"You have people who are essentially not medical professionals expressing medical opinions that result in the deprivation of rights," Strollo said. "And you have a procedure that essentially allows somebody to lose those rights without ever having gone in front of a judge."
To quote the court case:
As such, this Court holds that, under CPLR 63-a, in order to pass constitutional muster, the legislature must provide that a citizen be afforded procedural guarantees, such as a physician's determination that a respondent presents a condition "likely to result in serious harm," before a petitioner files for a TERPO or ERPO. Since this standard is required to prevent a respondent from being deprived of fundamental rights under the Mental Hygiene Law, then anything less (as contained in 63-a) deprives a citizen of a fundamental right without due process of law.
To explain the quote above. The courts determined that in order for a red flag law to be constitutionally sound, it must only rely on the determination of a mental health expert. This would exclude family members, coworkers, and police officers from being able to file a petition for a red flag law. Where previously those people would be able to file those petitions.
This ruling would run contrary to the beliefs of many within the mainstream media. Indeed red flag laws in their current state violate due process rights even though mainstream media sites such as the Washington Post would like to suggest otherwise.
Another issue that arises from red flag laws is that they have the propensity to be used against innocent individuals. About a third of gun confiscation orders are wrongly issued against innocent and peaceful individuals.
And because of the ways some red flag laws are written, mainly those that rely on the Giffords/Bloomberg model are flimsy and rely on unreliable procedures for ex parte orders. This model ensures that this law will affect a high rate of innocent and peaceful civilians. The laws also make things worse by aggravating the situation with mandates for automatic, no-notice, surprise confiscation. AKA no-knock warrants.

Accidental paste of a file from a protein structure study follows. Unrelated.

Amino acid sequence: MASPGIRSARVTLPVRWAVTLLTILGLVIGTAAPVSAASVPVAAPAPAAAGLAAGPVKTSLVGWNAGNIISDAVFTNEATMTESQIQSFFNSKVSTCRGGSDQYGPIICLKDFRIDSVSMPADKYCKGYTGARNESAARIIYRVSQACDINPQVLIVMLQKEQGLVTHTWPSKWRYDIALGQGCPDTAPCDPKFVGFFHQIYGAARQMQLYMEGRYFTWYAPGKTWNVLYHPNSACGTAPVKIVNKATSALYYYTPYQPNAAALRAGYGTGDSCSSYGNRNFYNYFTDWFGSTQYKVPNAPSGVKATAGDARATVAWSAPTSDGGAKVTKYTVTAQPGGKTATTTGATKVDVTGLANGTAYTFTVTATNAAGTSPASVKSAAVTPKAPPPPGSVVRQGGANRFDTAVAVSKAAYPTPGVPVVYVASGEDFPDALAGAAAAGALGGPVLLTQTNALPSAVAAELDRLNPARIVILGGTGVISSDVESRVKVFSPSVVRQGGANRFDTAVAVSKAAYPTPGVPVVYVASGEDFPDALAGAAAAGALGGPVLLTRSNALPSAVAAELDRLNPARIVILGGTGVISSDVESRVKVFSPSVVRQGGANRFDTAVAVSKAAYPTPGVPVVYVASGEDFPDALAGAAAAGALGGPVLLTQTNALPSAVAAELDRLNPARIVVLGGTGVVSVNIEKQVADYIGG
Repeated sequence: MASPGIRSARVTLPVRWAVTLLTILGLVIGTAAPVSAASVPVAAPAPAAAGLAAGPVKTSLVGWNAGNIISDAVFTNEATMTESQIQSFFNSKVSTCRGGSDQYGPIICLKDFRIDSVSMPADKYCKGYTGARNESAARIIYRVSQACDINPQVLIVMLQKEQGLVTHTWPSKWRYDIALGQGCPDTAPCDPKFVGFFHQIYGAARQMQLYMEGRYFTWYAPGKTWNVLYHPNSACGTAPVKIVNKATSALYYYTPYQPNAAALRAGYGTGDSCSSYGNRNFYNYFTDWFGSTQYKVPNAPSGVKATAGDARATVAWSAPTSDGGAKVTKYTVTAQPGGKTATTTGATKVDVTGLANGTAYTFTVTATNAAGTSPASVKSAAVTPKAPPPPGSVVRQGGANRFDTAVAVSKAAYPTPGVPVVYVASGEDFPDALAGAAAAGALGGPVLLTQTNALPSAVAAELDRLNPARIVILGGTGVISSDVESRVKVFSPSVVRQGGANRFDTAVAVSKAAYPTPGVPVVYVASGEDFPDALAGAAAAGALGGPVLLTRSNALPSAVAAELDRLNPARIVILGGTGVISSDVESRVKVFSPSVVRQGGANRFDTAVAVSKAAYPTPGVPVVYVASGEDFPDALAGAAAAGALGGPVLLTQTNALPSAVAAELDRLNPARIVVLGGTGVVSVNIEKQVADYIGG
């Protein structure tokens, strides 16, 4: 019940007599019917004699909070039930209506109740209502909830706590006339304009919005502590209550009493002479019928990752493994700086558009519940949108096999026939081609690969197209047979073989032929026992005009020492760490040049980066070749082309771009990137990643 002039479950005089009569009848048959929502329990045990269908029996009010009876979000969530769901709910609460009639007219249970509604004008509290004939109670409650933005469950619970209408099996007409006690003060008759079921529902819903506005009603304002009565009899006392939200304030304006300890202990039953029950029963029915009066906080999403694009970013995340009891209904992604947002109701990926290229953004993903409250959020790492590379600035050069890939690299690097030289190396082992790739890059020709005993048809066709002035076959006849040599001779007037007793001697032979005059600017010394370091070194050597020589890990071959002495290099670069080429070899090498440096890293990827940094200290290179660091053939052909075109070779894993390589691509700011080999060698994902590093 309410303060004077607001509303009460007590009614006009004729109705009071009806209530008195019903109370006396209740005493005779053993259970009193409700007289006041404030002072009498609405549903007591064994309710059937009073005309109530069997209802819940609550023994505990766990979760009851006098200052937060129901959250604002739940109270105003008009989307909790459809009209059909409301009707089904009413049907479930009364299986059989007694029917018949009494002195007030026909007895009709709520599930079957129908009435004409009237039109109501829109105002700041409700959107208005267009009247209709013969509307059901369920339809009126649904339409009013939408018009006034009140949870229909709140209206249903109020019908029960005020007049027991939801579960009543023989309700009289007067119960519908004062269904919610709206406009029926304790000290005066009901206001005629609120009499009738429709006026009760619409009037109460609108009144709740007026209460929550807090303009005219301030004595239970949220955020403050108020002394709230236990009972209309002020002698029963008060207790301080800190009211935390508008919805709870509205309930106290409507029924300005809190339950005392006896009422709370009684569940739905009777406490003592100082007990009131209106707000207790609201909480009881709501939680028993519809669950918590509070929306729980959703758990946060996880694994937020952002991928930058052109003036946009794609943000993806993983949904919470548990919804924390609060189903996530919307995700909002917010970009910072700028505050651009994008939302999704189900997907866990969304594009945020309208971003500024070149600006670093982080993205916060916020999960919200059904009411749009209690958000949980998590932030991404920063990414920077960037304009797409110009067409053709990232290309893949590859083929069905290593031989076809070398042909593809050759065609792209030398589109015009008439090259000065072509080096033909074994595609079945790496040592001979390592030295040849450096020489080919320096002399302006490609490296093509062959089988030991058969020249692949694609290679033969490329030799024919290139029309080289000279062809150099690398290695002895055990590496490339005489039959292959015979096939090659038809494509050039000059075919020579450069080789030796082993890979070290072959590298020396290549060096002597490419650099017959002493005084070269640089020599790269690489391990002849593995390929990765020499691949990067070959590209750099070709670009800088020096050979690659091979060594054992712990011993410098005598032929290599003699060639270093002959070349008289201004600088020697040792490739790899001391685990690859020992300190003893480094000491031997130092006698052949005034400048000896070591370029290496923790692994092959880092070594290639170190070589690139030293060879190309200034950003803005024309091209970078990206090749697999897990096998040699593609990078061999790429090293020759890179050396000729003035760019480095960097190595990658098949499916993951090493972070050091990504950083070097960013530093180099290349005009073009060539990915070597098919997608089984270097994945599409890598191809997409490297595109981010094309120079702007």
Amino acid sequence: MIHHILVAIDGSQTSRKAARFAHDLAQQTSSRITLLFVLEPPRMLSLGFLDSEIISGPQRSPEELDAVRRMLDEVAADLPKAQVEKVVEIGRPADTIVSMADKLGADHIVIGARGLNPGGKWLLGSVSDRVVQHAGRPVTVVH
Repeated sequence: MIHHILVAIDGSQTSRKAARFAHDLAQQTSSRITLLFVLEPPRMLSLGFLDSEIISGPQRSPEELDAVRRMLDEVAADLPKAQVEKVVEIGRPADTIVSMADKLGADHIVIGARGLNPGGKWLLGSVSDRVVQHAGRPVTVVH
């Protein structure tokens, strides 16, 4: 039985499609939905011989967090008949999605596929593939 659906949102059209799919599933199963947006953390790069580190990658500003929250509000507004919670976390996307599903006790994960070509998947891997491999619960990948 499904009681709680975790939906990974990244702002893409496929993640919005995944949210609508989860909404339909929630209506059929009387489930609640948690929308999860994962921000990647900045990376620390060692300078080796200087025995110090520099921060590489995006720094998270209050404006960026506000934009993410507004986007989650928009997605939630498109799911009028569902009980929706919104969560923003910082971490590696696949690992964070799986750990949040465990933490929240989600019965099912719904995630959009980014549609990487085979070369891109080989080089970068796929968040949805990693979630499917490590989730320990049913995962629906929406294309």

Obviously, these poorly written laws endanger public safety. In November of 2018, Gary J. Willis, a 61-year-old black man, was shot to death by police. The police in Ferndale, Maryland, showed up at Mr. Willis’s house at 5:17 A.M., announcing that they had come to take his guns. They talked for a while, then argued, and then the police shot him to death.
With red flag laws, a respondent never receives notice of anything until the police show up to confiscate his or her firearms. This creates an inherently volatile and dangerous situation not only for law enforcement but also the public. The safer approach is to authorize no-notice confiscation only when a court has made specific factual findings about why such an approach is needed.
It comes as no surprise that these extremist laws advocated by the gun control lobby will not be enforced in many jurisdictions. All throughout the U.S., sheriffs have pushed back against these extremist laws that trample on civil rights and have stated they will adhere to their oaths to enforce the U.S. and state constitutions.